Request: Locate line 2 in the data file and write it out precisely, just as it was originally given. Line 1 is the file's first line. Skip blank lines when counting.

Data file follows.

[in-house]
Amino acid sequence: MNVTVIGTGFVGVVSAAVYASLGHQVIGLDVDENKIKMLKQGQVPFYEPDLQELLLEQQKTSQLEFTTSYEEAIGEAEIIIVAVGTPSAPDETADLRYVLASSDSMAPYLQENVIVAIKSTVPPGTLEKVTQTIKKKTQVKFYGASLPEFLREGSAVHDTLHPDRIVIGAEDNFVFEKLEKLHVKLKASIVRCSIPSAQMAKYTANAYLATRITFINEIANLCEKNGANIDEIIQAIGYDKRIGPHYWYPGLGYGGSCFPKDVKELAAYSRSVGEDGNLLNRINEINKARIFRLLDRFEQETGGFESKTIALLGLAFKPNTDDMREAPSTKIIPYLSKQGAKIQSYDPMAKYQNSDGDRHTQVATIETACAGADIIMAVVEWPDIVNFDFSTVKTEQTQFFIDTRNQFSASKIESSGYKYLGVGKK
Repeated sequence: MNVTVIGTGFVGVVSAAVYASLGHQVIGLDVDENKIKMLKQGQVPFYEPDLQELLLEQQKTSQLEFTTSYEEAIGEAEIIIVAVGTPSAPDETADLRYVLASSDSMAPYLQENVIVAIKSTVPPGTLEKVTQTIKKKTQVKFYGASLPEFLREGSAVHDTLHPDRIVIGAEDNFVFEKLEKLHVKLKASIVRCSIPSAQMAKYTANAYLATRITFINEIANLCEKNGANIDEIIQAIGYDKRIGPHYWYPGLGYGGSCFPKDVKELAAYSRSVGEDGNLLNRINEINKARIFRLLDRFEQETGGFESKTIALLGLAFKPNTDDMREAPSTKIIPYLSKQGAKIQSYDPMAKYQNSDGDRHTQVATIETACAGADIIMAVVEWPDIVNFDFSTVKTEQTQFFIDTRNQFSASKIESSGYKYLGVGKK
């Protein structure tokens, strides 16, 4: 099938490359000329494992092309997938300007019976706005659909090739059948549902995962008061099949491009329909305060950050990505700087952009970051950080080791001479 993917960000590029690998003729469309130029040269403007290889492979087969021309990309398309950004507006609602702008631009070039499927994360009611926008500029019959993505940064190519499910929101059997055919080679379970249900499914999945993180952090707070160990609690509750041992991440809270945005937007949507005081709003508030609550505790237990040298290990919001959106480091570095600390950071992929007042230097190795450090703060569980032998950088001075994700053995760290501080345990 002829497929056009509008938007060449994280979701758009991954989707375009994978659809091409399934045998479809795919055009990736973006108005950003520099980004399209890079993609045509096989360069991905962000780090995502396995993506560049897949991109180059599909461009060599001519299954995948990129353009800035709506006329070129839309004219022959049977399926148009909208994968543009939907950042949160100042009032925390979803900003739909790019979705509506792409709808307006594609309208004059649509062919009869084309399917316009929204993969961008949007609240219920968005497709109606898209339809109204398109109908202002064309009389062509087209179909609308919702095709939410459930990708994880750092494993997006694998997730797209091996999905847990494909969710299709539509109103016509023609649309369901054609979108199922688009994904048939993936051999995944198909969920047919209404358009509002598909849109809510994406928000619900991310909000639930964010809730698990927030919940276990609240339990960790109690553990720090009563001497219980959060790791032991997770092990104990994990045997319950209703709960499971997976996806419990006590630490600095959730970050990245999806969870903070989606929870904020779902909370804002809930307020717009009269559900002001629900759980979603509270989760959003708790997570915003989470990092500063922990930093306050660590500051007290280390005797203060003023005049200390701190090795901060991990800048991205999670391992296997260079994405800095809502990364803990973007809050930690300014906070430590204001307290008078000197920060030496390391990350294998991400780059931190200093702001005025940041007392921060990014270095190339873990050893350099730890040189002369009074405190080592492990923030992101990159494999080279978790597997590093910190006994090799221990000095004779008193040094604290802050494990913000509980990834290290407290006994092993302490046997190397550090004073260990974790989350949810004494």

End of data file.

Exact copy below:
Amino acid sequence: MNVTVIGTGFVGVVSAAVYASLGHQVIGLDVDENKIKMLKQGQVPFYEPDLQELLLEQQKTSQLEFTTSYEEAIGEAEIIIVAVGTPSAPDETADLRYVLASSDSMAPYLQENVIVAIKSTVPPGTLEKVTQTIKKKTQVKFYGASLPEFLREGSAVHDTLHPDRIVIGAEDNFVFEKLEKLHVKLKASIVRCSIPSAQMAKYTANAYLATRITFINEIANLCEKNGANIDEIIQAIGYDKRIGPHYWYPGLGYGGSCFPKDVKELAAYSRSVGEDGNLLNRINEINKARIFRLLDRFEQETGGFESKTIALLGLAFKPNTDDMREAPSTKIIPYLSKQGAKIQSYDPMAKYQNSDGDRHTQVATIETACAGADIIMAVVEWPDIVNFDFSTVKTEQTQFFIDTRNQFSASKIESSGYKYLGVGKK